by Byron Gin
Journey into Fall
By Joanne Catz Hartman '82
A magenta leaf, the color of candy, floats and twirls, landing on my foot. I look down and realize how very long it's been since I've stood on Granite State soil in autumn. Leaves spatter the ground like so many drops of fluorescent paint. This color show is what I've come to see and show my family. I stoop to pick up a leaf. "See," I tell my not-from-here husband as I wave purple in front of his face. "Now this is a leaf!"
A California girl, I fell in love with UNH upon first meeting 22 years ago. Even though the summer was hot and humid, I was promised autumn just around the corner. And with lobster at Newick's nearby and scallops so often for dinner at Huddleston Hall, how could I complain? These were expensive delicacies back home. I loved being a New England college student, walking in College Woods, seeing green hillsides in summertime, when the hills at home resembled camels' humps. I loved wearing L.L. Bean wool sweaters and watching trees on campus explode with color, some changing hue overnight.
In winter, I marveled at the first snow, and the toddlers at Dover Day Care--my first work-study job--taught me how to make snow angels. I watched leaves dance, snow swirl and fall, and spring blossoms bud from my dorm-room window in Hetzel Hall. I wanted more years of four seasons and vowed to stay in New Hampshire forever.
But jobs were scarce in the early '80s. I headed back to the left coast for a while. A job offer as a reporter for a sailing magazine convinced me to stay and explore the waters of San Francisco Bay. My closest friends left New England too; there was no one to visit here, no one to invite me to come back.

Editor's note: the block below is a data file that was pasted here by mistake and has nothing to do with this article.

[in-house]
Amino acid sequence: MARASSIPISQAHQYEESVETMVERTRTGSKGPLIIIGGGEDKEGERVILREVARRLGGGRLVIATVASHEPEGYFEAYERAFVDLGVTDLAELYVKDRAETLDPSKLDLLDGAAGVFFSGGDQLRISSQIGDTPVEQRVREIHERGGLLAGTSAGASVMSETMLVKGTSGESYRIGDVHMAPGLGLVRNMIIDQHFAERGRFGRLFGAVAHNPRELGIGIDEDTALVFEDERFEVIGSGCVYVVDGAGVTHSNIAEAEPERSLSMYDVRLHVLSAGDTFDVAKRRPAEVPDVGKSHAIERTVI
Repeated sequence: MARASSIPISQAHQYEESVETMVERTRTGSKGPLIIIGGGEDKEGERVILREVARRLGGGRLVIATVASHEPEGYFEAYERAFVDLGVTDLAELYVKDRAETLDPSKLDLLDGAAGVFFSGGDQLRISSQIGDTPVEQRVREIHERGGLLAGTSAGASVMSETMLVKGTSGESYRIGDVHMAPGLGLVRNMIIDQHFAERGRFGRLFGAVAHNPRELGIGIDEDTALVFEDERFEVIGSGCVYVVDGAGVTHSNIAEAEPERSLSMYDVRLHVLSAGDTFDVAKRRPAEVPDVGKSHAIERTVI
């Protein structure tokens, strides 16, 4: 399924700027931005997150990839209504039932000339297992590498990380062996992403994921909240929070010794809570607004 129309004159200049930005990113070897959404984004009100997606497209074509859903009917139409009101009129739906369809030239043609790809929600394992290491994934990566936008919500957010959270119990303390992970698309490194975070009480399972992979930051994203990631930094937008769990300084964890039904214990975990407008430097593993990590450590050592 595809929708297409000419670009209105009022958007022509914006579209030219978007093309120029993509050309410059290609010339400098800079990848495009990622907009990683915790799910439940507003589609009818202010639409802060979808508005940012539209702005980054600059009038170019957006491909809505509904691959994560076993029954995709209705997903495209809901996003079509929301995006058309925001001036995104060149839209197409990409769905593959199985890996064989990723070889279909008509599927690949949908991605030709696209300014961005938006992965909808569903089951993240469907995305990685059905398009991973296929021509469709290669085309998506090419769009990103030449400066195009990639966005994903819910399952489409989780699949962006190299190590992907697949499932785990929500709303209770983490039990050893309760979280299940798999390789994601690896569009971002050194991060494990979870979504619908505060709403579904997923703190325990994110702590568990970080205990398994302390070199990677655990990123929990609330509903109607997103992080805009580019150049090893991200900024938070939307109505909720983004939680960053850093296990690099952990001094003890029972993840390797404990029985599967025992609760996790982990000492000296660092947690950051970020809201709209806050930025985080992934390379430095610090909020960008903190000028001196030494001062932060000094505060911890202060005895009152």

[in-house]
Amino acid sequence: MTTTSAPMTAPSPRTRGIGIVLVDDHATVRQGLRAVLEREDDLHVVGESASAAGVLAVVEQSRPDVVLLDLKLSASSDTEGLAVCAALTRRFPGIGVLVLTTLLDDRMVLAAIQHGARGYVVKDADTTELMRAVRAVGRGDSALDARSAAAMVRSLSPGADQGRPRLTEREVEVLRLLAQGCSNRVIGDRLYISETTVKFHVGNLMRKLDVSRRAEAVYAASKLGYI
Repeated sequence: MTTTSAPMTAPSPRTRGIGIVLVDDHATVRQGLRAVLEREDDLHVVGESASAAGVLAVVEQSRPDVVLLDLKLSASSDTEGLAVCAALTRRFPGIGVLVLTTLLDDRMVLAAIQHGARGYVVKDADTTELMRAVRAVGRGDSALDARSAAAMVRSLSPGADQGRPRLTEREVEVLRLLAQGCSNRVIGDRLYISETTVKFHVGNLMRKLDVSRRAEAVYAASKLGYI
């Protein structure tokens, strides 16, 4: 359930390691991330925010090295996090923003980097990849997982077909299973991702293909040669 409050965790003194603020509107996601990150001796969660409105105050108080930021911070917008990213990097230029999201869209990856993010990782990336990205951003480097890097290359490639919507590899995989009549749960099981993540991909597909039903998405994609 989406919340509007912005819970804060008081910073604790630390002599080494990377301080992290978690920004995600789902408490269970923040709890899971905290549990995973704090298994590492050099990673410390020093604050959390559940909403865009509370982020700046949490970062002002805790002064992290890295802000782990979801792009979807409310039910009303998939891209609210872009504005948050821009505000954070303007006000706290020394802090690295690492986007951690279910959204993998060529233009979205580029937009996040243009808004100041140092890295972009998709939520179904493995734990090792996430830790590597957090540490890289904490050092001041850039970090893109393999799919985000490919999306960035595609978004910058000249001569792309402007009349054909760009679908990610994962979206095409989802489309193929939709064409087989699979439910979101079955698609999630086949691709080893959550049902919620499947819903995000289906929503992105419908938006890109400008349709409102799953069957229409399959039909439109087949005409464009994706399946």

And now, I am finally here myself, with six entire days of leaf-peeping ahead and plenty of time to persuade my husband, John, and young daughter, Natalie, that this is a place we need to visit more often. Perhaps I'll even plant a seed in Natalie's baby brain so she'll be New England bound one day. I've explained the vocabulary of leaf-peeping. "Holding on to summer" means we shouldn't visit there yet, and "past peak" means the best colors are on the ground, not in the trees.
John says I'm leaf obsessed. It is true. I'm powerless to turn away from their changing beauty. I stare for hours. I spend exorbitant amounts of money on film for my camera and cassettes for the camcorder.
We visit Franconia and the Frost Place, walking the Poetry Trail past birches in Robert Frost's woods. We've hit it past peak, but it doesn't matter. The colors that cover the ground look like Impressionist paintings, and Natalie stomps, kicks and crawls through them. They are "boo-fee-ul," she says, an early connoisseur of color.
John is slowly becoming quite a leaf-peeper himself. "There's one showing off," he tells me and points to a bright red maple on our way through the Lakes region. When we get to UNH, we take our first walk across campus and stop to gawk and then photograph and videotape the tree--orange fire--in front of Jessie Doe dorm.
Things have changed since I was a student. There are reissued license plates, an expansive student bookstore and sports arena, cordless phones and students surfing the net as I walk through Hetzel. But Tin Palace pizza sauce is still as savory as I remember. Young's breakfasts are the same, even though when I walk in the door, I can't find my favorite table and realize the interior has changed completely.
We walk across campus, and I kneel down to the stroller and whisper in the ear of my sleeping daughter, "This is where you will go to college, this is where you will want to come."
We walk back through the trees and end up at the granite bench in front of the New England Center. Natalie holds up a bright pink fluorescent leaf in her tiny fingers and says, "Mommy, are you home now?"
"Yes," I say, and draw her close. Before sleep comes that night, I close my eyes and see bursts of color--fiery reds and translucent yellows and shimmering oranges--colors I will see in my dreams when I'm back in my California home. ~
A former magazine writer and teacher, Joanne Catz Hartman '82 lives in Northern California, where she's planted maples next to the redwood trees in her backyard.
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